But when things go wrong – especially due to mistakes outside of your control – it can be a mess to untangle. Here are some things to watch out for.Read More
I’m excited to announce several upcoming events where I’ll be presenting on student loan law topics. Check it out:
- September 15, 2016, “Student Loans: Debt and Forgiveness 101,” Association for Behavioral Healthcare, Natick, MA.
- September 18, 2016, “Student Loan Intensive: A full-day workshop for financial advisors,” 2016 Conference, XY Planning Network, San Diego, CA.
- October 5, 2016, Student Loan Management for Attorneys and Law Students webinar, North Carolina Bar Association Center for Practice Management.
- October 6, 2016, Student Loan Management for AmeriCorps Members webinar, AmeriCorps Legal Advocates of Massachusetts.
- October 7, 2016, Student Loan Management for Financial Planners, Financial Planning Association of Massachusetts, Quincy, MA.
- October 21, 2016, “Developing a Student Loan Practice,” Consumer Rights Litigation Conference, National Consumer Law Center and National Association of Consumer Advocates, Anaheim, CA.
If you’re a recent graduate from college or graduate school, you probably have a lot on your mind – employment, housing, bills, maybe even professional licensing examinations (I’m still traumatized from the bar exam). If you took out student loan debt to finance your education, you should be thinking about your student loans, too, even if you don’t want to.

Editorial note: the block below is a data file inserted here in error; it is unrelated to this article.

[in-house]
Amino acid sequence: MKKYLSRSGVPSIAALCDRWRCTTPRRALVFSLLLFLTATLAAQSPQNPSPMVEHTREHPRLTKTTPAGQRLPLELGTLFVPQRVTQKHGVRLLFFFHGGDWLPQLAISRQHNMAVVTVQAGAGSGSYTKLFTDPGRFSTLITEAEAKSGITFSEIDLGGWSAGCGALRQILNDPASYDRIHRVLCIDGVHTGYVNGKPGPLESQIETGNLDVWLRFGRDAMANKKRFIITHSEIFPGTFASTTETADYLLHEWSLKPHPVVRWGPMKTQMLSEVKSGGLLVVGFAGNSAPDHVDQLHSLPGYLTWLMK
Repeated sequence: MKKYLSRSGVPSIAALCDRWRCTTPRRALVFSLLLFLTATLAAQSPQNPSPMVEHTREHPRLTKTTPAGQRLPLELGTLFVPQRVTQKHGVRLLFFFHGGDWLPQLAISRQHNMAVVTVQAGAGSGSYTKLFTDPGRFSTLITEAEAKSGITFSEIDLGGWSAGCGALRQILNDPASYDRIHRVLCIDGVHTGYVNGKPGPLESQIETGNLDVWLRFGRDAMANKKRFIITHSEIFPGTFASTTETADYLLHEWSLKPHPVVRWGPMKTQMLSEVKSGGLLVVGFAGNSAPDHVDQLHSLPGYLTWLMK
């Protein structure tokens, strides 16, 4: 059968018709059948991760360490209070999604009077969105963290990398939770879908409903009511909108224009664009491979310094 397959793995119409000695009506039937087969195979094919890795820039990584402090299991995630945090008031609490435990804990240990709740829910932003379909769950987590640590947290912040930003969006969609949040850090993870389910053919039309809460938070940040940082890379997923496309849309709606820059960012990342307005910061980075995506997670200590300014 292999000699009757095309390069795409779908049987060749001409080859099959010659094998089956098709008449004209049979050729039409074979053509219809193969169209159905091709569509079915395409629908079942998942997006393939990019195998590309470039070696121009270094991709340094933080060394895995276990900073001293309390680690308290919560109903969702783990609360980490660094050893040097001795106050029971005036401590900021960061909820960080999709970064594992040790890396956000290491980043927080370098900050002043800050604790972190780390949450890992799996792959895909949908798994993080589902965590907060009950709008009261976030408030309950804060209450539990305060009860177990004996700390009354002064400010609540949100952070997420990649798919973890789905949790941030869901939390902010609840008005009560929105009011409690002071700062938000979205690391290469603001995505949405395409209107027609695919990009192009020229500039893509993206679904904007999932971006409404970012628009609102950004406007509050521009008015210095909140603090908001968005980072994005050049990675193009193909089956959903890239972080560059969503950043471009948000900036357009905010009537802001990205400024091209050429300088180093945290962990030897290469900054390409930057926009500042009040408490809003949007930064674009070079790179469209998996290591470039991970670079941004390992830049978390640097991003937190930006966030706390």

A lot of people have advice and suggestions for what recent graduates should do with their student loans immediately after graduating. However, I have the unfortunate position of seeing what happens when borrowers don’t do the right thing – they may make a seemingly innocuous error or oversight, which can come back to bite them later in a very big and damaging way. The system shouldn’t be so tricky to navigate and so riddled with land mines, but unfortunately, that’s the student loan landscape that we currently have to work with.
Here’s what you should be doing and thinking about as a recent graduate with student loans:Read More
I am thrilled to announce the release of my new book, The Student Loan Handbook for Law Students and Attorneys, published by the American Bar Association. It’s the first and only book of its kind: a concise student loan management guide geared specifically to lawyers and soon-to-be law grads.
Here’s what the ABA has to say about the book:
Getting student loans is remarkably easy – but dealing with student loan repayment can be a nightmare. And as student loan debt continues to grow and repayment programs get even more complicated, it’s no wonder that so many borrowers feel lost. The typical college graduate takes on an average of over $30,000 in student loans, and the numbers are even more staggering for law school graduates. Considering the combined cost of an undergraduate and law school education, the average law school debt burden can easily exceed $100,000. With the many challenges unique to new lawyers, it can be difficult to create an effective plan for managing student loans while studying for the bar exam, searching for a job, and adjusting to a new work environment.Read More